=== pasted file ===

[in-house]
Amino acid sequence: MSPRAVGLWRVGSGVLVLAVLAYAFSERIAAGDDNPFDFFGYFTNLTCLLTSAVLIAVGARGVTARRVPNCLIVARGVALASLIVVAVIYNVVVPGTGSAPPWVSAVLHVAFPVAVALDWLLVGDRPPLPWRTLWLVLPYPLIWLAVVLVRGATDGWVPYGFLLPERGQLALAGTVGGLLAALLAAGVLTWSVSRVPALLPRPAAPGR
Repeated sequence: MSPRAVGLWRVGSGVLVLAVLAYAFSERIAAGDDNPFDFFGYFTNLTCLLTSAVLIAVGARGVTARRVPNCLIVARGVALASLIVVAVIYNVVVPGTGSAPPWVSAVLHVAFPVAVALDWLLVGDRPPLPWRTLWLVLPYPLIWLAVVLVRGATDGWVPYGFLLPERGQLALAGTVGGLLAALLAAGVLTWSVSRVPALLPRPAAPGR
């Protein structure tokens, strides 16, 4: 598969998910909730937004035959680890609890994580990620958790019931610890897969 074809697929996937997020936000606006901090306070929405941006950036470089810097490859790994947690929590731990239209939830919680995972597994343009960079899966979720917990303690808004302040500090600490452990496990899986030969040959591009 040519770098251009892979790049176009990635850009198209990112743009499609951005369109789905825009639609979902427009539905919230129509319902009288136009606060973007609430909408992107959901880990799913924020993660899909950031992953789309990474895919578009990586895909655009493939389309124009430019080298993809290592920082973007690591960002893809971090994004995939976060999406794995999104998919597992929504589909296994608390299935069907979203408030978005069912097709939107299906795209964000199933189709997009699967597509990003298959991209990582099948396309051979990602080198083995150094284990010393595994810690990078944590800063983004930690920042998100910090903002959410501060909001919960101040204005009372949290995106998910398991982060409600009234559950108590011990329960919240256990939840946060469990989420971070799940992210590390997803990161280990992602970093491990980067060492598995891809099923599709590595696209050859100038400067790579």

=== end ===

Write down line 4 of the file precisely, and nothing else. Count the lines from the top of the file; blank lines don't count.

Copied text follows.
């Protein structure tokens, strides 16, 4: 598969998910909730937004035959680890609890994580990620958790019931610890897969 074809697929996937997020936000606006901090306070929405941006950036470089810097490859790994947690929590731990239209939830919680995972597994343009960079899966979720917990303690808004302040500090600490452990496990899986030969040959591009 040519770098251009892979790049176009990635850009198209990112743009499609951005369109789905825009639609979902427009539905919230129509319902009288136009606060973007609430909408992107959901880990799913924020993660899909950031992953789309990474895919578009990586895909655009493939389309124009430019080298993809290592920082973007690591960002893809971090994004995939976060999406794995999104998919597992929504589909296994608390299935069907979203408030978005069912097709939107299906795209964000199933189709997009699967597509990003298959991209990582099948396309051979990602080198083995150094284990010393595994810690990078944590800063983004930690920042998100910090903002959410501060909001919960101040204005009372949290995106998910398991982060409600009234559950108590011990329960919240256990939840946060469990989420971070799940992210590390997803990161280990992602970093491990980067060492598995891809099923599709590595696209050859100038400067790579």